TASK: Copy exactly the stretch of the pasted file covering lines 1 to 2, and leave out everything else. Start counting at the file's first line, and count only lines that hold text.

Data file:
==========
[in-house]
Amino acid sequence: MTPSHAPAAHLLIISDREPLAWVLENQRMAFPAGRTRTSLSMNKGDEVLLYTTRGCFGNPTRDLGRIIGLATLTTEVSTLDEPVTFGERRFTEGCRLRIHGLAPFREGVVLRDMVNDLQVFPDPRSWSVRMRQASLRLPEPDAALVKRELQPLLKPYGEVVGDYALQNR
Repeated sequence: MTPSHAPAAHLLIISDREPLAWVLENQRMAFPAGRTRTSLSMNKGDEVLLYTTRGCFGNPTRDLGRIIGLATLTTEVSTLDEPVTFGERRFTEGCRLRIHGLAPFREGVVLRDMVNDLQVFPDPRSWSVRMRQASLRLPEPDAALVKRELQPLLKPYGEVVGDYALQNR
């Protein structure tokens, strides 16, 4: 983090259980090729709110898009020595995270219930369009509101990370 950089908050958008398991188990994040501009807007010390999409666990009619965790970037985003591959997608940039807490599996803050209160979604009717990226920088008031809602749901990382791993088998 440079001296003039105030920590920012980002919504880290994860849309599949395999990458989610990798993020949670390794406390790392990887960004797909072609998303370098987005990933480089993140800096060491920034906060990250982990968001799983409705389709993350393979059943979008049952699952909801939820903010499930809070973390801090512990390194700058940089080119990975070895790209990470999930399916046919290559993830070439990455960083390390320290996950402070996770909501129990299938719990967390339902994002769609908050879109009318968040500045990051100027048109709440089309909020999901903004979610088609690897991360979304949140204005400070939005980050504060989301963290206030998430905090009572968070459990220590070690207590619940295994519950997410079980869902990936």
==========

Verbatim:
[in-house]
Amino acid sequence: MTPSHAPAAHLLIISDREPLAWVLENQRMAFPAGRTRTSLSMNKGDEVLLYTTRGCFGNPTRDLGRIIGLATLTTEVSTLDEPVTFGERRFTEGCRLRIHGLAPFREGVVLRDMVNDLQVFPDPRSWSVRMRQASLRLPEPDAALVKRELQPLLKPYGEVVGDYALQNR